Tuesday, February 27, 2018

February 27: Bert, Philip Levine, "Ascension"

In these last weeks, I find myself drawn to poets and poems that remind me of my father in some way.  Poems by older men, of my father's generation.  Poets who look like my father.  Poems in which I can hear my father's voice.

I don't think that I'm wallowing in grief.  I think that I'm searching for something.  I'm not sure what.  Closure?  Acceptance?  Love?

Yesterday, I found myself listening to a speech given by former United States Poet Laureate Philip Levine at the Library of Congress at the end of his laureateship.  His lecture was about forgotten poets who had influenced him.  Poets who, he thought, should be remembered.  I found myself incredibly moved my his words, as he spoke about these writers as if they were friends he'd lost to war and cancer and car accidents.

This evening, I found out that a wonderful gentleman and local poet passed away yesterday.  He was also of my father's generation, full of wit and kindness.  He will be greatly missed by all who knew him.  His name was Bert.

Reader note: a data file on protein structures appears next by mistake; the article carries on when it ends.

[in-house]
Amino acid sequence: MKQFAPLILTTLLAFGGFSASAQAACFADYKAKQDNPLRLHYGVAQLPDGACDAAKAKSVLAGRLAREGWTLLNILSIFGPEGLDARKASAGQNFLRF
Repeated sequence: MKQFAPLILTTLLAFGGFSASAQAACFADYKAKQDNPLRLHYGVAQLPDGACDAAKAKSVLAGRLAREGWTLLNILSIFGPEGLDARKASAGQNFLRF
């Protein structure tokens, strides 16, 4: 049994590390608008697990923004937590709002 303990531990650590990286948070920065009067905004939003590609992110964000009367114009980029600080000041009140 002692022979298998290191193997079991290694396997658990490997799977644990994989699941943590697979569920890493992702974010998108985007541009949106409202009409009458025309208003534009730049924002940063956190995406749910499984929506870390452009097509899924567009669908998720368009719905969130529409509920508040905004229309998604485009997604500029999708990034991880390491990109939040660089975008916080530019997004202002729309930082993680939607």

Saint Marty is thankful to have been able to call him a friend.


by:  Philip Levine

Now I see the stars
are ready for me
and the light falls upon
my shoulders evenly,
so little light that even
the night birds can't see
me robed in black flame.
I am alone, rising
through clouds and the lights
of distant cities until
the earth turns its darker
side away, and I am ready
to meet my guardians
or speak again the first words
born in time.  Instead,
it is like that dream
in which a friend leaves
and you wait, parked
by the side of the road
that leads home, until
you can feel your skin
wrinkling and your hair
grown long and tangling
in the winds, and still you
wait because you've waited
so long.  Below, the earth
has turned to light but,
unlike the storied good
in Paradise, I see no going
and coming, none of the pain
I would have suffered had I
merely lived.  At first
I can remember my wife,
the immense depth of her eyes
and her smooth brow in morning
light, the long lithe body
moving about her garden
day after day, at ease in the light
of those brutal summers.  I can
see my youngest son again
moving with the slight swagger
of the carpenter hitching
up his belt of tools.  I
can even remember the feel
of certain old shirts
against my back and shoulders
and how my arms ached
after a day of work.  Then I
forget exhaustion.  I forget
love, forget the need to
be a man, the need to
speak the truth, to close
my eyes and talk to someone
distant but surely listening.
Then I forget my own trees
at evening moving in the day's
last heat like the children
of the wind, I forget the hunger
for food, for belief, for love,
I forget the fear of death,
the fear of living forever,
I forget my brother, my name,
my own life.  I have risen.
Somewhere I am a god.
Somewhere I am a holy
object.  Somewhere I am.

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